Joe Fletcher Strips Down His Sound for ‘You’ve Got the Wrong Man’
As an artist, Joe Fletcher is hard to pigeonhole -- and that's just fine with him.
"I like being hard to categorize," Fletcher tells The Boot.
Fletcher's latest album, 'You've Got the Wrong Man,' runs the gamut -- some songs are more roots-y while others are more blues-y, and you'll also hear early rock 'n' roll and honky-tonk influence -- yet the 12 tracks tie together neatly.
"Each song has its own reasons for existing, and it should never get confused with another one," Fletcher says. "It’s important that it doesn't sound like a hodge podge of things that don’t belong together ... but I like that sort of variety."
The common thread among the tunes on this record, released in October, is "a broad swath of American music," says Fletcher.
"I kinda know what the rules are in my mind ... and it's hard to describe," he adds. "I know it when I’m crossing the line out of something that should be in this project."
Fletcher tried an old-school way of recording as well: He used a cassette four-track and two microphones. There was no editing, no special effects and, with a few exceptions, no one but Fletcher and his guitar.
"I’m a big fan of a lot of early blues artists ... [Their recordings] were done with old machines on farms or in hotel rooms, and I just like that sound. I feel like the recording [process] itself is part of the mystique, in a way," Fletcher says. "I have never listed to a Leadbelly recording wishing it had better fidelity ... It’s part of the mystery.
"There’s nothing tricky in this day in age about making a perfect-sounding record," he adds. "I like records where they are mixing it on the fly ... the person who is taking the lead [is] getting closer to the microphone and backing away when the solo is over. To me, that’s where the magic lives."
'You've Got the Wrong Man' was recorded while Fletcher was out on the road playing solo shows, so the simplistic approach also made sense because "I could just do it when I could," Fletcher says. It's his first album without his band the Wrong Reasons.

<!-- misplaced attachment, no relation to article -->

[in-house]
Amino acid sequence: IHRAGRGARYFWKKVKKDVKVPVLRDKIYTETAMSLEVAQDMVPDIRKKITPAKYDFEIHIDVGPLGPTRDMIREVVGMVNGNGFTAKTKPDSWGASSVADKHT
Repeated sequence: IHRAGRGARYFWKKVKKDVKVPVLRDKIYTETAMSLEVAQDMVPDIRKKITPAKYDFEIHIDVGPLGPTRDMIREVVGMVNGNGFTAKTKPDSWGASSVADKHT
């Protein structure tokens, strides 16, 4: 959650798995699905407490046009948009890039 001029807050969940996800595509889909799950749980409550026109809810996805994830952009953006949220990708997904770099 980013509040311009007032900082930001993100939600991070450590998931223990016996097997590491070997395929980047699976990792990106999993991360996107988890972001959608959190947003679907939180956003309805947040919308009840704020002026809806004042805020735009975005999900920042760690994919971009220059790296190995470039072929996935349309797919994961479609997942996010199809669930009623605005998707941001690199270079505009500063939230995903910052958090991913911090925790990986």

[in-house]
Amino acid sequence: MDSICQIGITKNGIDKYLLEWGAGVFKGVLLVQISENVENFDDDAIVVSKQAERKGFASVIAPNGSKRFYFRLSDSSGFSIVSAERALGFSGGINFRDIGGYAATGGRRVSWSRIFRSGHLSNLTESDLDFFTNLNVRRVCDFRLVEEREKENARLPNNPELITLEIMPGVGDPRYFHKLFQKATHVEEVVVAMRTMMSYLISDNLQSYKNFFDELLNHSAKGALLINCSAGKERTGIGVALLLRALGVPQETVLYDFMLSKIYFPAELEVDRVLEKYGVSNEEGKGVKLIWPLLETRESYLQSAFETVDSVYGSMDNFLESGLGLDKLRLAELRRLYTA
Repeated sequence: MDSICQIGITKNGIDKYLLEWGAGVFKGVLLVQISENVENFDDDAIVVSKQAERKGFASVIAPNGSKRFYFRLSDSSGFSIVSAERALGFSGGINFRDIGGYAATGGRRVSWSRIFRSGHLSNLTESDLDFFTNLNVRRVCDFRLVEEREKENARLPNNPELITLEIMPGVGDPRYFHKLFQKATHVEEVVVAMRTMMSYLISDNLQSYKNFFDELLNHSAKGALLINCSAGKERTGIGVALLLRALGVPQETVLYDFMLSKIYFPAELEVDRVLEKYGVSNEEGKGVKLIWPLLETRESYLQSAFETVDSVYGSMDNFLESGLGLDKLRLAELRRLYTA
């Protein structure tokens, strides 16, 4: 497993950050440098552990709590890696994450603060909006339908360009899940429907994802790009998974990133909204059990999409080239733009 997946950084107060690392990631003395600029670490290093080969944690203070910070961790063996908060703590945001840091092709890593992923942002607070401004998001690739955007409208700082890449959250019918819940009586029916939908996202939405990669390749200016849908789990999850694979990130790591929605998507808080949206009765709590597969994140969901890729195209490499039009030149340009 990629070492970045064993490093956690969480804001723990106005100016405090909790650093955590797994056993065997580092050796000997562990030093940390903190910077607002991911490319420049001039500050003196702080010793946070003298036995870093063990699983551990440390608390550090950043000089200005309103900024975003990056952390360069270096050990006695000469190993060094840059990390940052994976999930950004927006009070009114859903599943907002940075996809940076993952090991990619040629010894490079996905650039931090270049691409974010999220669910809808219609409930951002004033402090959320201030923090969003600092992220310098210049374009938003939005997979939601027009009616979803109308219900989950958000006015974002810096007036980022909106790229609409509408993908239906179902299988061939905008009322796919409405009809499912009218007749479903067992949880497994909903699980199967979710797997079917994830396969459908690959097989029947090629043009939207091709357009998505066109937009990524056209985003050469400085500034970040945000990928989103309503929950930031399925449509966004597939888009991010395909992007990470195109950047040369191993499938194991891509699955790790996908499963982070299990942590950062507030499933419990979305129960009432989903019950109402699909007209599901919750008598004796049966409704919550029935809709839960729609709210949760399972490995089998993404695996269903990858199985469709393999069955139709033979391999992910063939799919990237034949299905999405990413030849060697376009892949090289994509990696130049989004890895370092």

"I've always admired artists that kind of change up their approach from record to record," he says. "[A lot of the] live playing I do is solo, so that’s the way most of the people around the country that have seen me have seen me, so it seemed like a good idea to make a record that reflected that side of what I do."
Two of the album's tracks are covers: 'Heart in a Mousetrap' comes from Toy Soldiers, a Philadelphia, Pa., group with whom Fletcher is good friends, and the disc's final song, 'Mable Gray,' is by husband-and-wife duo Brown Bird, of Rhode Island. (Sadly, the duo's Dave Lamb passed away in April 2014 after a battle with leukemia.)
Another tune, 'I Never (Reprise)' -- which you can hear below -- is a storytelling effort, inspired a Valentine's Day trip to New York City that Fletcher was supposed to take with a girlfriend ... and instead took alone.
"I had a really miserable time, and I left on the day I said I was going to leave, but I didn't really need to be back home on any particular day. I was halfway home, and it just kinda dawned on me, I should have just stayed in New York. Even though I wasn't having a good time there, I’m gonna be less happy back home where she is," Fletcher explains. "I should have just stayed there and tried to have a good time, so that’s when I came up with this chorus idea."
It wasn't a situation Fletcher wanted to write a song about directly, so instead, he channeled the idea into a different narrative.
"I just came up with a story to go along with the chorus, which is kind of how I do things pretty frequently. I’ll get my idea, and then I’ll come up with some sort of narrative to flesh out the story, say what I want to say, but in a different way than what actually happened to me," he says. "Who cares about a girl on Valentine's Day five years ago, you know?"
Listen to Joe Fletcher, 'I Never (Reprise)':